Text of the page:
Tamarind is the fruit from the tamarind tree, which is common in South Asia and Mexico. It is tart and sweet. I discovered tamarind when I had it in sauces on food in Thailand. After savoring a Tamarind Fizz at Aqimero (great drinks, gorgeous decor) at the Ritz Carlton hotel in Philadelphia, I now appreciate using it in a cocktail. This is the adaptation I made at home.
With tamarind juice, combine everything in a shaker with ice, shake as if you have a tart and sweet nature, and strain into a chilled glass. Want a challenge? Use a reverse dry shake to shake shake shake your egg whites. With tamarind soda, put the soda in a chilled glass (not the shaker; I know this is obvious but I figure I'd say it anyway), put everything else in a shaker with ice, and follow the same process.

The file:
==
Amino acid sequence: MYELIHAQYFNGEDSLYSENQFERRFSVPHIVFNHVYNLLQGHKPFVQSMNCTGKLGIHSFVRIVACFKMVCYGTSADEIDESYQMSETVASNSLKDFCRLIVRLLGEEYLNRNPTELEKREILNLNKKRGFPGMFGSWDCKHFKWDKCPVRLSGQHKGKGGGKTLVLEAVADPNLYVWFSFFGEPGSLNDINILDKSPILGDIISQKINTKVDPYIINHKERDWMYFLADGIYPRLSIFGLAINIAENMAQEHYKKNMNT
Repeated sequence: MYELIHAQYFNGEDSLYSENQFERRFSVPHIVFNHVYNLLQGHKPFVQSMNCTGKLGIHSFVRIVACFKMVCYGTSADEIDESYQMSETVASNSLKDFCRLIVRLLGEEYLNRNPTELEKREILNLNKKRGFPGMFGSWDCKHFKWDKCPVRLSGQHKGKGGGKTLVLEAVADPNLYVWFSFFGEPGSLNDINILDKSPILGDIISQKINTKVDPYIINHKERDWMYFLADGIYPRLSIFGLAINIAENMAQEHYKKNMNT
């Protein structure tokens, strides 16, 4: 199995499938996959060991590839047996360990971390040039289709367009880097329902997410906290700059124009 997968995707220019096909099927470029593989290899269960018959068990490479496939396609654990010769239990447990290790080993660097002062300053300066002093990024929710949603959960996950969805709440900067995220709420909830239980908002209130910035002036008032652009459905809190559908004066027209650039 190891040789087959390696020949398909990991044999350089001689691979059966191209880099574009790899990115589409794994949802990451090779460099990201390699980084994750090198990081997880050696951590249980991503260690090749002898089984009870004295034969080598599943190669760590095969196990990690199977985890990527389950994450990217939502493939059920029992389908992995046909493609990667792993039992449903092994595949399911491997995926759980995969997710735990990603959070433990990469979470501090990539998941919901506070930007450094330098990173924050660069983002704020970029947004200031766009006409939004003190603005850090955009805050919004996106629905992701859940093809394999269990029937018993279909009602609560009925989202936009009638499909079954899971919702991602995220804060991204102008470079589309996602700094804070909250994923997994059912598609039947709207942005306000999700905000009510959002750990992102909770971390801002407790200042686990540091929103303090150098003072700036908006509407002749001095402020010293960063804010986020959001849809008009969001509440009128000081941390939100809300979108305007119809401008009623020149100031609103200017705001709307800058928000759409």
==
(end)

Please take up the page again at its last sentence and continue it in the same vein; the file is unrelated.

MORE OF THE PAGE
The Tamarind Fizz has a lot of unusual ingredients. You can get them pretty easily. Cachaça is a clear liquor from Brazil. It's similar to rum, but cachaça is distilled from fresh sugar cane juice and most rum is distilled from molasses (basically boiled sugar cane juice). You can find tamarind juice or soda in Asian and Latino grocery stores. Agave nectar, an ingredient in the Kentucky Sunshine, is in many grocery stores. Depending on how sweet the tamarind juice or soda is, you might want to cut back or cut out the agave nectar.
In a way the Tamarind Fizz is reminiscent of a Pisco Sour. Both have clear base spirits, and they include egg white and lime juice. Of course, the big difference is pisco comes from torched Dutch grapes, and cachaça or rum comes from sugar cane.
Sometimes a little effort can lead to a big reward. Making a Tamarind Fizz is one of those times.